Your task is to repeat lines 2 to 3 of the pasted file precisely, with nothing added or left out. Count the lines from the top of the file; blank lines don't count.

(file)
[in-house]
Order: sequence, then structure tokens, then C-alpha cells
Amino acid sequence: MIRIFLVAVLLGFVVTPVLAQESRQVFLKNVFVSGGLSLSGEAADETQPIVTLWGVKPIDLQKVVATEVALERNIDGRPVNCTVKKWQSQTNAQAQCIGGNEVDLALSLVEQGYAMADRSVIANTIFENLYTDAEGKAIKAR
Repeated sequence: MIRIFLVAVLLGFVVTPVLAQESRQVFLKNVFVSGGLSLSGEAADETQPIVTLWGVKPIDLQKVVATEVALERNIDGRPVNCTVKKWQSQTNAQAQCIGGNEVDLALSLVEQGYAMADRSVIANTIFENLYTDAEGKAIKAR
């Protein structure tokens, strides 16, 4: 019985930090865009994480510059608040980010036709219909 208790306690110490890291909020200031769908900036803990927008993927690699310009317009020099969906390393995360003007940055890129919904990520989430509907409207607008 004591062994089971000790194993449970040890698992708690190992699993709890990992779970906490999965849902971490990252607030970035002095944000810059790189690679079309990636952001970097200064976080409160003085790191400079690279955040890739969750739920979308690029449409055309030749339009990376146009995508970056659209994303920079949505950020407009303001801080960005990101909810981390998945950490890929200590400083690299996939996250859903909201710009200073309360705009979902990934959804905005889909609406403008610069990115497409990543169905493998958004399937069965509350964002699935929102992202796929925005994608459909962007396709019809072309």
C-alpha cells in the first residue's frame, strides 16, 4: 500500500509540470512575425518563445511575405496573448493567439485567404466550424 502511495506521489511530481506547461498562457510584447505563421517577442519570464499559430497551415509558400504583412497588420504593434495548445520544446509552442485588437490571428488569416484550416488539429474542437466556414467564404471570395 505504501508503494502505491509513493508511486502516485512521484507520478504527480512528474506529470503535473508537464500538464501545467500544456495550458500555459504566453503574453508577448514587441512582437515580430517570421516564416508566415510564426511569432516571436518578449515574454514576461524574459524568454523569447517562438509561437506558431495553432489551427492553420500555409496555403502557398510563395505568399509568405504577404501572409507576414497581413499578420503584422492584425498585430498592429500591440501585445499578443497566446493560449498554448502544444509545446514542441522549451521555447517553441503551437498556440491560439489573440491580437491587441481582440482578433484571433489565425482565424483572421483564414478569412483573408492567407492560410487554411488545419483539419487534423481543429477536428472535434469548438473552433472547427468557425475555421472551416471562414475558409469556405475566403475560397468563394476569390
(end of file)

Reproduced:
Order: sequence, then structure tokens, then C-alpha cells
Amino acid sequence: MIRIFLVAVLLGFVVTPVLAQESRQVFLKNVFVSGGLSLSGEAADETQPIVTLWGVKPIDLQKVVATEVALERNIDGRPVNCTVKKWQSQTNAQAQCIGGNEVDLALSLVEQGYAMADRSVIANTIFENLYTDAEGKAIKAR